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Swimming with children: My dad is not my coach!

My dad is not my coach!

This is a sentence of a four-year-old boy I’m very proud of.

Ever since they were born, my children have been in the water. The pool is their playground, they’ve been growing up with it since they were four months old. To be honest, I used every single moment to spend the time with them in the water. And also, to be a dad. When it wasn’t me, their mom played the main role there. They relaxed together, learning about the water surrounding during the baby swim lessons. I observed them. Day by day, they were growing safer in the water.

Coaching your child has its pros and cons. That’s a choice having both positive and negative sides. My choice was to be only their dad and «bite» my nails from a distance.

From the moment my Little Fish and Little Shark met the water for the first time, my task, as their dad, was: to inspire them to relax in the water, to play, to gain self-confidence, but also to teach them about the red lines in the water, what they can and what they must not do. I think I did a good job.

When he was less than two, my Little Shark was laughing as he was diving. He was so self-confident that he dared to challenge the water with his jumps and underwater flip turns. It was a pleasure watching him playing in the water. When he was two, he made independent strokes all by himself and swam 12m of the pool as he was playing. It was then when he started swimming with other children and he also had his own coach at that time. It wasn’t me. By chance, he had his first «experience in competitions» when he was only two and a half. His discipline was swimming with a noodle, in a 25m pool. I was a proud dad cheering from the audience.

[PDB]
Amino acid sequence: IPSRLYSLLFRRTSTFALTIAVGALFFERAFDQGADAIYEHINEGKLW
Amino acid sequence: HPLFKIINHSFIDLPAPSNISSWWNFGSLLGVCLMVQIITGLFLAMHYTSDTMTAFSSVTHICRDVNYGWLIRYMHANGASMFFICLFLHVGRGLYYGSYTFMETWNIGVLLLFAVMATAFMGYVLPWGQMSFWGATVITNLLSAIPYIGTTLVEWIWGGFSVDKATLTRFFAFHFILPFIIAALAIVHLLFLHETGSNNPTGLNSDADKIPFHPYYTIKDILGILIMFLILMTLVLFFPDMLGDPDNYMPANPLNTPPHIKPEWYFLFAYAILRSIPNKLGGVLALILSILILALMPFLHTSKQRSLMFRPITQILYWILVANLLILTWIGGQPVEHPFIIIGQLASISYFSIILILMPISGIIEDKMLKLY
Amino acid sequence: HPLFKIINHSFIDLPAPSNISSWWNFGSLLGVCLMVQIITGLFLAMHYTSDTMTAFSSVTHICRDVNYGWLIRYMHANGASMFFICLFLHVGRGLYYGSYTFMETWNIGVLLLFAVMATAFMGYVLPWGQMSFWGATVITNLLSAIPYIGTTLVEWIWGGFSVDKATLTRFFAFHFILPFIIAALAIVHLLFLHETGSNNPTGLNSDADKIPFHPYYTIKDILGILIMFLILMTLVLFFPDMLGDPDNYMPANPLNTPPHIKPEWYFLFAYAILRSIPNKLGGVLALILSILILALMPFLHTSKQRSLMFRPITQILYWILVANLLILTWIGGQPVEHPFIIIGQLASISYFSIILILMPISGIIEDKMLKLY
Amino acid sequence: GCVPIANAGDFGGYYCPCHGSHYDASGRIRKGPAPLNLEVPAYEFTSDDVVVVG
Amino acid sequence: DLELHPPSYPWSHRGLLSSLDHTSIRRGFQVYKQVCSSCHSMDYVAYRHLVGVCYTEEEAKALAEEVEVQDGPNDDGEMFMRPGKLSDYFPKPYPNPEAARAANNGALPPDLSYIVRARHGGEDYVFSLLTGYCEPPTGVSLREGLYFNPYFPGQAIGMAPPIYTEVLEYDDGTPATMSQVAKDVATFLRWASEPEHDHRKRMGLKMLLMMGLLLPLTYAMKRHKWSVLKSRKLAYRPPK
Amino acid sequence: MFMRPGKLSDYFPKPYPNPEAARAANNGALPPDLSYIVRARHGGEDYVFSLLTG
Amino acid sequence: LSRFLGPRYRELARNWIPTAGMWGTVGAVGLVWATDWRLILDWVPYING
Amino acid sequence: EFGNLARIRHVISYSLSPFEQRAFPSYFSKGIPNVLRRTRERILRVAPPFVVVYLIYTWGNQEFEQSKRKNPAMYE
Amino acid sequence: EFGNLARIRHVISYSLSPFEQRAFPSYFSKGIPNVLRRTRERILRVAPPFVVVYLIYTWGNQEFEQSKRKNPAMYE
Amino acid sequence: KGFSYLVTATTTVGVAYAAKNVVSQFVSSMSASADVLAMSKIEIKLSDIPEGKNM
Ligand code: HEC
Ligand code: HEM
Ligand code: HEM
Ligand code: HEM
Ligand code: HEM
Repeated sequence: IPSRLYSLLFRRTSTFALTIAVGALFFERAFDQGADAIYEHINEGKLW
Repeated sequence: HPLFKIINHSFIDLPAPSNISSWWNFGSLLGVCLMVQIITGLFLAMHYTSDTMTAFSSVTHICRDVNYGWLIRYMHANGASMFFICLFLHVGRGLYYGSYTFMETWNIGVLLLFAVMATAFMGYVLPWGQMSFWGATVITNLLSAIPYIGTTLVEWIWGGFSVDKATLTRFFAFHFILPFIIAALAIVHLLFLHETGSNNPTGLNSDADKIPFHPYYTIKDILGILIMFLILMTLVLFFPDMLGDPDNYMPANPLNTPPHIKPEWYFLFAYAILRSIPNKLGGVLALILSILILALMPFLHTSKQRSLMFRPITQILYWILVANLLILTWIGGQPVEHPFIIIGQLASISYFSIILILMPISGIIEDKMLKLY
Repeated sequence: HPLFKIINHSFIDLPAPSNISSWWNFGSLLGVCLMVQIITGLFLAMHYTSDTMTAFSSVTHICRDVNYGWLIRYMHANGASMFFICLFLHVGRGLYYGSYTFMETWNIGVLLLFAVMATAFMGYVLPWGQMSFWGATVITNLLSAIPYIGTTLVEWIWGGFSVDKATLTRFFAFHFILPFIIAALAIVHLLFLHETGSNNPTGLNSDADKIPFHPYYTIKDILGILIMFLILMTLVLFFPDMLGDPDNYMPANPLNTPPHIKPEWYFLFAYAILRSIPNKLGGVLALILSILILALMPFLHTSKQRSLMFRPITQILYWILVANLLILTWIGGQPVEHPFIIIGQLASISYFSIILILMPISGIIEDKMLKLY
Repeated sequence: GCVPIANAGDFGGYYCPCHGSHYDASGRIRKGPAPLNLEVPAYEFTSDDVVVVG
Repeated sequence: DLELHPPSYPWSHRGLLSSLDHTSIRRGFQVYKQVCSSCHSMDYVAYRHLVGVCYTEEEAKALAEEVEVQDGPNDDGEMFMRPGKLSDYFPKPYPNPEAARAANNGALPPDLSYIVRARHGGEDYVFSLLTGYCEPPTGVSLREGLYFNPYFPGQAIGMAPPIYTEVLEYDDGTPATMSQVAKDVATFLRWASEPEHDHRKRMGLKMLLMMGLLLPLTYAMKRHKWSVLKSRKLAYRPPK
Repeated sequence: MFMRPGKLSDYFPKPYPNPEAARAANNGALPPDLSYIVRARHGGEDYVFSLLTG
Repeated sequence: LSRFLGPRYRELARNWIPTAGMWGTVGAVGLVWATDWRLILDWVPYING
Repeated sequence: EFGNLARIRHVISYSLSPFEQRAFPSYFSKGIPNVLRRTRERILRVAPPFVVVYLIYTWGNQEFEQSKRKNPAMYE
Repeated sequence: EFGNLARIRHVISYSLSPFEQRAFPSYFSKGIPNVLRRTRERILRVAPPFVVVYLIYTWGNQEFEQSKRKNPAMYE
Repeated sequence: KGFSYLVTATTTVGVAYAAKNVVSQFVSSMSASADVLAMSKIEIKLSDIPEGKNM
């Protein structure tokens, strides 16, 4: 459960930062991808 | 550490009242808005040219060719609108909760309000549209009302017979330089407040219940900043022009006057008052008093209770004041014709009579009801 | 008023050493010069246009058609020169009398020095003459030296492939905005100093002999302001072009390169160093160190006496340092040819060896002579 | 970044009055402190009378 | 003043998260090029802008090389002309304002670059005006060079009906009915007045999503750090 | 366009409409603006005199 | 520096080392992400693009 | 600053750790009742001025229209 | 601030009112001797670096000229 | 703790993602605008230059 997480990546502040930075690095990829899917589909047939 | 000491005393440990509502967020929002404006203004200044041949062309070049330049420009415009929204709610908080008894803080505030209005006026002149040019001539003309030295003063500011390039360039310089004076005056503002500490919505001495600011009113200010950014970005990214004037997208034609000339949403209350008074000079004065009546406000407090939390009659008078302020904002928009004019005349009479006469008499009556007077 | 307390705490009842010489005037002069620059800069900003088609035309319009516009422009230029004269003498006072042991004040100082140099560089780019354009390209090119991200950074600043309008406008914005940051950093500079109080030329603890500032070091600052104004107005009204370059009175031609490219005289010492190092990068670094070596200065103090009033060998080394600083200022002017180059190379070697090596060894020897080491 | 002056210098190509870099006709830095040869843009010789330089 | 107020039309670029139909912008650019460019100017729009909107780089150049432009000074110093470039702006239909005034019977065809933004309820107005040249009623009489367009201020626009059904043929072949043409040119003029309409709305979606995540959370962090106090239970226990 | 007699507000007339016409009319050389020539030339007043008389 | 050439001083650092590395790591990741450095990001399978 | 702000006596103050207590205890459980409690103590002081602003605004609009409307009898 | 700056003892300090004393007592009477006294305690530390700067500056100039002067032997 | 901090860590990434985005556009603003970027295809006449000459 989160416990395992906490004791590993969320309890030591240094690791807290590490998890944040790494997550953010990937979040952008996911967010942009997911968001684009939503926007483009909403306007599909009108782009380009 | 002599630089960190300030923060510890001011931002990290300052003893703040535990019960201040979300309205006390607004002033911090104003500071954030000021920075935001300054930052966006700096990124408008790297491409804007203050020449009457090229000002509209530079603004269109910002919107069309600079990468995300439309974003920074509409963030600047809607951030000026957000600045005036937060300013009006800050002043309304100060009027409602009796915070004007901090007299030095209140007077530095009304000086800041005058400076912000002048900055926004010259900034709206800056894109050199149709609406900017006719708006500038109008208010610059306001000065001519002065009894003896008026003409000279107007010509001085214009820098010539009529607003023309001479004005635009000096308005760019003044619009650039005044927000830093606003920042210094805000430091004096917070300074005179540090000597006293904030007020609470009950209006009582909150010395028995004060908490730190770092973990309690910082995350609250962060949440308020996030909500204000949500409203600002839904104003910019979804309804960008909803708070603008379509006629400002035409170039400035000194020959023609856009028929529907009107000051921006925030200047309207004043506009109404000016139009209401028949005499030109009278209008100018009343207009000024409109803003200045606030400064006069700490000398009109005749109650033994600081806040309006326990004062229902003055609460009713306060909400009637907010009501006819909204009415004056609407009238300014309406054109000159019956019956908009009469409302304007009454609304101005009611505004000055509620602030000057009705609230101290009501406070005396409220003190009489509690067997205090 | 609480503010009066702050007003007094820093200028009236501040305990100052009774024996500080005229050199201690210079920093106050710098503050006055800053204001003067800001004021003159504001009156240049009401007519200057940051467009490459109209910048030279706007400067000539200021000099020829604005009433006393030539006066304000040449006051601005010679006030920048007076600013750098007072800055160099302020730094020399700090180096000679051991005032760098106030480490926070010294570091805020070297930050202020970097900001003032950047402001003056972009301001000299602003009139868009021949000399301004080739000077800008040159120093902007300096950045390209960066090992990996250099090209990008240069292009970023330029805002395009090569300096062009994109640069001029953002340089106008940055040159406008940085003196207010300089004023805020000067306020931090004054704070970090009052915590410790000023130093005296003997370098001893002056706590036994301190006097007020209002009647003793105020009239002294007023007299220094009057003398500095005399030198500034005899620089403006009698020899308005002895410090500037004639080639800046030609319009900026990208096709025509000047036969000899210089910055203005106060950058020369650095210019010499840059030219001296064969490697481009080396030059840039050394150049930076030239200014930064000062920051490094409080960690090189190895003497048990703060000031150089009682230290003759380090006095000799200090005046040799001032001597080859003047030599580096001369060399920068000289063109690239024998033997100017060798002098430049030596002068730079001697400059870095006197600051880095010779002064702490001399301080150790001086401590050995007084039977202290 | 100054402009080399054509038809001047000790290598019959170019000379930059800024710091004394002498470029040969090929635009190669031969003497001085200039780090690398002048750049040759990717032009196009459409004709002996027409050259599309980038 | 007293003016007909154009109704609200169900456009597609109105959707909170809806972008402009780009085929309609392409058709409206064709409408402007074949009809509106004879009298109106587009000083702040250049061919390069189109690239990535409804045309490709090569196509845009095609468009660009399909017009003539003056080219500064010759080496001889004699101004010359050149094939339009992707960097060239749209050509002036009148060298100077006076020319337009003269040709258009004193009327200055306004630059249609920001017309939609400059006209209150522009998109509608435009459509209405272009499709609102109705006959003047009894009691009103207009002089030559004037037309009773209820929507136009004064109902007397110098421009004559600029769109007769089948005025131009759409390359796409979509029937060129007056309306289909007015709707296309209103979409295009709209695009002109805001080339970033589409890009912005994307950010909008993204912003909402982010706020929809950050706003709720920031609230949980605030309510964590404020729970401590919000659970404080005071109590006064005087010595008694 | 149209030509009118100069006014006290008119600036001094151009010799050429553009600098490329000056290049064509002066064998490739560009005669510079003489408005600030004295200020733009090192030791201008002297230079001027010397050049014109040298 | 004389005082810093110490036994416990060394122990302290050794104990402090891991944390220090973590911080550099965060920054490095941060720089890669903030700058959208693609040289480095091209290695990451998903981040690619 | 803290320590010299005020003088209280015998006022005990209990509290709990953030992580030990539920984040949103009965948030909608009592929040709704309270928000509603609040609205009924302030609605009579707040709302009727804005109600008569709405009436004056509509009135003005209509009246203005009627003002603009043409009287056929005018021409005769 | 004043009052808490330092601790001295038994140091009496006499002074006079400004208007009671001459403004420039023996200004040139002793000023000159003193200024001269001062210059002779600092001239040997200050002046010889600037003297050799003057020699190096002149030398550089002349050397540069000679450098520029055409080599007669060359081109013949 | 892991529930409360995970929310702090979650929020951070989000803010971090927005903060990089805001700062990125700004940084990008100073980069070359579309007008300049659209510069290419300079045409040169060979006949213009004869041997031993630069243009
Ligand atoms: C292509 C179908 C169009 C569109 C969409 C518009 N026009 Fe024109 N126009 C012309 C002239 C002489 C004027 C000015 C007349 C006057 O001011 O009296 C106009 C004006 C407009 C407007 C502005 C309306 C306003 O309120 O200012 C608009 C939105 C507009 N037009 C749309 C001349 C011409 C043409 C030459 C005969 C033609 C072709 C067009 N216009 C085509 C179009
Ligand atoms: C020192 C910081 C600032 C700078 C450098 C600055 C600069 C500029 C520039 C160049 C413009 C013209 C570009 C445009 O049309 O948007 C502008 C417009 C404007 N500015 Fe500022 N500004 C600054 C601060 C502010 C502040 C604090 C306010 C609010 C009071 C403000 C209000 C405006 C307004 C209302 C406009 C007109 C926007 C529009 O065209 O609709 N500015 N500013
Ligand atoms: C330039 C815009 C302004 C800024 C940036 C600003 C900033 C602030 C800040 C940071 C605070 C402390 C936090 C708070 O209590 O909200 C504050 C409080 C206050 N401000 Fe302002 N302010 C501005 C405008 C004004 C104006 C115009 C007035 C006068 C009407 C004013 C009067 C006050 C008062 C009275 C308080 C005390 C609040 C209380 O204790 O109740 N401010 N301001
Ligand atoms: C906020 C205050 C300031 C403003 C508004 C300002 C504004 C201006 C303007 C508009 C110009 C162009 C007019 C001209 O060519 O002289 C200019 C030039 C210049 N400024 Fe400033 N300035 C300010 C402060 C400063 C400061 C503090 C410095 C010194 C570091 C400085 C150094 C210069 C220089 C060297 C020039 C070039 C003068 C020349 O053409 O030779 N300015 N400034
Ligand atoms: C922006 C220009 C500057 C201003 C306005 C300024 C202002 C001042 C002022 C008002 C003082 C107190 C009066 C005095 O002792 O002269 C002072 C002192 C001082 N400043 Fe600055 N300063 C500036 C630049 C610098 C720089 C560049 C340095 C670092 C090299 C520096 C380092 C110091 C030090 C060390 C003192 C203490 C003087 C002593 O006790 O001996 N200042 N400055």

Once I had a day off which is always reserved, as my kids like to say, for spending in a beautiful place. Of course, we went to the pool, to the beach, playing, diving, going down water slides, making sand castles, collecting seashells....At the end of the day, as we were getting ready to leave, the kids were standing at the pool watching a six-year-old boy learning how to swim. My Little Fish, who was barely three then, said: «Dad, look, that nice man is teaching the little boy how to swim, the way our coaches Jeca and Ivana teach us». Having heard that, my wife added: «Yes, the same way you swim with your dad too...» With a fierce disapproval in her voice my Little Shark replied: «Dad is not my coach!» We looked at each other. It was a compliment I had always wanted to hear. I was so proud.

This is why it is important that, if possible, their dad is not their coach. Isn’t it much better to play with your children than coach them? Why should we bring the coaching discomfort home spreading it over the other children who haven’t started enjoying this sport yet? Isn’t it better to just sing with children in your car than analysing the moves they made in the pool? Would you feel pleased with your dad-coach shouting criticism at you in front of other children? Parents and coaches should be partners, but each of them should know their own role.

5 lessons I have learnt about swimming and growing up as a dad:

How to adjust my communication and reaction at the moments I should react and give a professional piece of advice as a coach.

How to react properly when my child is in the negation phase and we are at the pool and I want to motivate him to do something.

How to encourage additional development and motivation for swimming in the surrounding which is far below meeting the desired standards.

What are the situations when it is best to ''step back'' and chill out.

I got a solid confirmation that swimming is the best FIRST sport for children.

If my Little Shark and Little Fish decide to swim in the future, they will swim. My task will remain the same, to respect their decisions, to encourage them, listen to them, and be their dad, not their coach. I’m sure that only then will they come back to the next training and swim. Perhaps, they will win a medal in their first real competition, it is up to them.

Every child should learn how to swim, and feel safe in the water, but first of all, the child should enjoy it, play, get in and out of the water with a smile on his/her face, pleased and relaxed. The parents are key «coaches» for that.


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